May 21, 2019
MIT and the U.S. Air Force “are teaming up to launch a new accelerator focused on artificial intelligence applications,” writes Danny Crichton for TechCrunch. The goal is that projects developed in the MIT-Air Force AI Accelerator would be “addressing challenges that are important to both the Air Force and society more broadly.”
Martin Finucane writes for The Boston Globe about a “thought-provoking new report” from the MIT Task Force on the Work of the Future. “There is a lot of alarmist rhetoric about how the robots are coming,” said Elisabeth Beck Reynolds, executive director of the task force. “MIT’s job is to cut through some of this hype and bring some perspective to this discussion.”
Principal research scientist Andrew Sutherland and a colleague at the University of Bristol have solved a decades-old math problem known as the “summing of the three cubes.” The team found the answer with the help of the platform the Charity Engine, “which utilizes idle, unused computing power from over 500,000 home PCs to create a crowdsourced and environmentally conscious supercomputer,” writes David Grossman for Popular Mechanics.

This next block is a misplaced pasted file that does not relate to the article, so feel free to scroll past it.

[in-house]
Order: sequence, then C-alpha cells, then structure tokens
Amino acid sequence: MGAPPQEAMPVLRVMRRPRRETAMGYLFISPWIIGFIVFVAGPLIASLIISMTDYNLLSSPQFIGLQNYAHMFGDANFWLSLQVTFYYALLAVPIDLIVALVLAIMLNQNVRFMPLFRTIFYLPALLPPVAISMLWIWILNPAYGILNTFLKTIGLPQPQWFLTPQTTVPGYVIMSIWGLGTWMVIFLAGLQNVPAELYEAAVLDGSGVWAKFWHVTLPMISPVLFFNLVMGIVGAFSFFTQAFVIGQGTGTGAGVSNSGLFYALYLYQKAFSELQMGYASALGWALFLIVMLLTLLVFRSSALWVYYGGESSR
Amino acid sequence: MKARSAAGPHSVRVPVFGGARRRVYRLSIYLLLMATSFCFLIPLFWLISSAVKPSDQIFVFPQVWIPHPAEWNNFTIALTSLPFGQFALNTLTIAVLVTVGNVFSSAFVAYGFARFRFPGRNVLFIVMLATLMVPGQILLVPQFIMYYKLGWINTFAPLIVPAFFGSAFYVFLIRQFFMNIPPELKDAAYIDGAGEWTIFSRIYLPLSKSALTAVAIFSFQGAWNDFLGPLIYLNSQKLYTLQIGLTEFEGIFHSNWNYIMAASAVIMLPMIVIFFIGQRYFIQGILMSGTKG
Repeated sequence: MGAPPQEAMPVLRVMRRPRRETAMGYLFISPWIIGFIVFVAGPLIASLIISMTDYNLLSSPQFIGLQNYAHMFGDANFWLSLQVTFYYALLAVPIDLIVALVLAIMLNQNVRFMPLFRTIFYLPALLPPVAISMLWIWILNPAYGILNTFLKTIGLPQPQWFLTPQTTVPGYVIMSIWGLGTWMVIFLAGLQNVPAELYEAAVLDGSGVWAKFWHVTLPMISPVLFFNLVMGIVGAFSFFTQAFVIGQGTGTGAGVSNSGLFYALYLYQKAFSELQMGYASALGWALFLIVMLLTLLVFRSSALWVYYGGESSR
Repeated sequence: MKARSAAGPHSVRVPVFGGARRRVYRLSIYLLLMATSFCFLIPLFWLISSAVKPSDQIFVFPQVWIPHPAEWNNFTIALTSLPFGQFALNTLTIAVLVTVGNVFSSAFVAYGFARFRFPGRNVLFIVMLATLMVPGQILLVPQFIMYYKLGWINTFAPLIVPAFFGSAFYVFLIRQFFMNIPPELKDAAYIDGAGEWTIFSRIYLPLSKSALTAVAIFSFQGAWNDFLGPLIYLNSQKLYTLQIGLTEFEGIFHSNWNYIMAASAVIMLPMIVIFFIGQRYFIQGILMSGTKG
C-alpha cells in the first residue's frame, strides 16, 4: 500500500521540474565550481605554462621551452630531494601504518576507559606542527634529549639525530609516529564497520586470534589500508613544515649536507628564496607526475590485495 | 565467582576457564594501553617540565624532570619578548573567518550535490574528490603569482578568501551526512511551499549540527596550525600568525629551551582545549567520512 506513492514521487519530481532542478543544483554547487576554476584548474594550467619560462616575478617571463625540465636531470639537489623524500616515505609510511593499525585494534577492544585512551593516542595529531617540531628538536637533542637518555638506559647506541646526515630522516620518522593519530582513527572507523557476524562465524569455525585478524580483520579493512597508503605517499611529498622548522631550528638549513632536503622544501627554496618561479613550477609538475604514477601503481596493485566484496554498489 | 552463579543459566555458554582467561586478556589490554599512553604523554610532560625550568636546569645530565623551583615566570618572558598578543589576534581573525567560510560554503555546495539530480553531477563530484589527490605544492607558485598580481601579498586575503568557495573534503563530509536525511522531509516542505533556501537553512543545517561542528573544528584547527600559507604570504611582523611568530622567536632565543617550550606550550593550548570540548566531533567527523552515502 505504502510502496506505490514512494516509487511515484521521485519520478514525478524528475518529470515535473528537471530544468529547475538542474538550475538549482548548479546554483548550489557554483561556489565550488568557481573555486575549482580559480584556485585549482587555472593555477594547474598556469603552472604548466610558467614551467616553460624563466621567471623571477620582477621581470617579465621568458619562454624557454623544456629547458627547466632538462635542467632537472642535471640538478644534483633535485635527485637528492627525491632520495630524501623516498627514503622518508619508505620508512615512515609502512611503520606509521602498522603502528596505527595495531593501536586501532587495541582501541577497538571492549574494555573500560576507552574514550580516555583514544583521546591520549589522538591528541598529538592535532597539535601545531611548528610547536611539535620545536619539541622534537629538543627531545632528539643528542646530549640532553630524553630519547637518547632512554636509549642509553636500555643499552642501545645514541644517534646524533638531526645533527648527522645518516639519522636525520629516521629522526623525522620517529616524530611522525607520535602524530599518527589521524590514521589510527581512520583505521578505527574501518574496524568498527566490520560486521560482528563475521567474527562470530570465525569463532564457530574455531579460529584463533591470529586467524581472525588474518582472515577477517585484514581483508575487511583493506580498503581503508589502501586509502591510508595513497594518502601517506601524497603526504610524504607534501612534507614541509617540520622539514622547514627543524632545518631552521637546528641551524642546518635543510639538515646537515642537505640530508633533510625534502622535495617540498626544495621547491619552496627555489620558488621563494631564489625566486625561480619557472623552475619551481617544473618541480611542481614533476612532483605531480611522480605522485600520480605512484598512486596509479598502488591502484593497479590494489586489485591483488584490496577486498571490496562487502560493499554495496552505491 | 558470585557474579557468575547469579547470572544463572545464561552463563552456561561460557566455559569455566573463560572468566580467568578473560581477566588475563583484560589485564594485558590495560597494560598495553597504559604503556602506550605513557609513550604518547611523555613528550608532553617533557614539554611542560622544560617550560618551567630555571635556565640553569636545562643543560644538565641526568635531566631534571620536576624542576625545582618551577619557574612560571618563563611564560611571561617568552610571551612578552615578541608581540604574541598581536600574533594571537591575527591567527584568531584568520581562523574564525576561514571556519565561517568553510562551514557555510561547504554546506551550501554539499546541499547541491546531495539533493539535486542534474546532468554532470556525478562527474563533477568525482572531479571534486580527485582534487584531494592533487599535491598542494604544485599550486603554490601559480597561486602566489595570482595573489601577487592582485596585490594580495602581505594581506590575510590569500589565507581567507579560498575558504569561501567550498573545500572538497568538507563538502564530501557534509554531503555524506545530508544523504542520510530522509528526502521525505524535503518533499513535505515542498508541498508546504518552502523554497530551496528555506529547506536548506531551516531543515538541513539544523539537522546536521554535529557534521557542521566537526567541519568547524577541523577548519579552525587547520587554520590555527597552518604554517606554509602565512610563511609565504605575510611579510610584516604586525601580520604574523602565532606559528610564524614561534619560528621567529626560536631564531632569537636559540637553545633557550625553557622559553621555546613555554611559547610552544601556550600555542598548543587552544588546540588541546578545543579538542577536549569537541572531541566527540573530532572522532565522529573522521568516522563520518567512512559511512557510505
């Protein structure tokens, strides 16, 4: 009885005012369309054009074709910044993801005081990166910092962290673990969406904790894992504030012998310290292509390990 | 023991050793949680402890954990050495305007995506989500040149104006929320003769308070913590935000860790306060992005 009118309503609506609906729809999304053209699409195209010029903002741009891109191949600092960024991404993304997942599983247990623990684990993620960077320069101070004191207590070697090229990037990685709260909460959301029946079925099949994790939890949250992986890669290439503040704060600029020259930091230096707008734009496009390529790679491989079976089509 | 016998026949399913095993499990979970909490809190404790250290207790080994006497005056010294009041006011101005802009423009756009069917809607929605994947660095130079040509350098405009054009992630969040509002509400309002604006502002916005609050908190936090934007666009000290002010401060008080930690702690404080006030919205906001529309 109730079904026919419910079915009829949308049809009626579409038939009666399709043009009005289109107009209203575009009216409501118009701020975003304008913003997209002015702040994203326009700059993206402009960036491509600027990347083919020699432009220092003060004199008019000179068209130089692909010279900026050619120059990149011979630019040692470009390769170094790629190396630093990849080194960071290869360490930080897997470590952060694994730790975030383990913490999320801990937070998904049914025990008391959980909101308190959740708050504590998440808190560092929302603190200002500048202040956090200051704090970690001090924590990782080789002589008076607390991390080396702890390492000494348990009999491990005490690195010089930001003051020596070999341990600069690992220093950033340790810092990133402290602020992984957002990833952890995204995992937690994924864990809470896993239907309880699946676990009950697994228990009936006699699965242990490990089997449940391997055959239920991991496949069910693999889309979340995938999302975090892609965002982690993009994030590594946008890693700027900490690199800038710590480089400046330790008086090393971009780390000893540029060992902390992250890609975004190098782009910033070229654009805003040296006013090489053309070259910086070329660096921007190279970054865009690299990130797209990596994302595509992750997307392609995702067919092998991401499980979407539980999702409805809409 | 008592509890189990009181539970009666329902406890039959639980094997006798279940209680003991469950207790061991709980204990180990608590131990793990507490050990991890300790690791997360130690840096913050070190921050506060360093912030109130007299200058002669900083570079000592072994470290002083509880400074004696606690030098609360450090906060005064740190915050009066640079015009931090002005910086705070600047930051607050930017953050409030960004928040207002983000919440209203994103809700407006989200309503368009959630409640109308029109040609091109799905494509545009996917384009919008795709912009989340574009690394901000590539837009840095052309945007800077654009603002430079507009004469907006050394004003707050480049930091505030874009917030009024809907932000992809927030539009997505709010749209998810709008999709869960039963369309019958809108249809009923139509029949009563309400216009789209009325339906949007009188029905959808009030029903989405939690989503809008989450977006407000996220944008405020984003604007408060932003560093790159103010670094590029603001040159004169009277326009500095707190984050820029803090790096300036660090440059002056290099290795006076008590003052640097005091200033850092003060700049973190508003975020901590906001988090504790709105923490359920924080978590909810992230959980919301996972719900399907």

Ryan Mandelbaum writes for Gizmodo about the efforts of principal research scientist Andrew Sutherland and others to use a crowd-sourced supercomputer to solve a math problem that scientists have been working on since the 1950s. “You wait and wait and just when you’re at the point of giving up, the number shows up,” said Sutherland. “It’s very gratifying.”
MIT researchers have conducted a new examination of the Dead Sea Scrolls in an effort to determine how the documents have lasted so long. Prof. Admir Masic “sought to decode just how this unique parchment was made, in hopes that the ancient technology might also reveal new approaches to preserving sensitive historical documents in the modern age,” writes Evan Nicole Brown for Fast Company.
A study from the MIT AgeLab shows that people who take out student loans for their children or grandchildren typically decrease the amount they save for their own retirement. “[I]f one’s loan obligations extend all the way into retirement age, then the time to begin saving may never arrive,” writes AgeLab Director Joseph Coughlin for Forbes.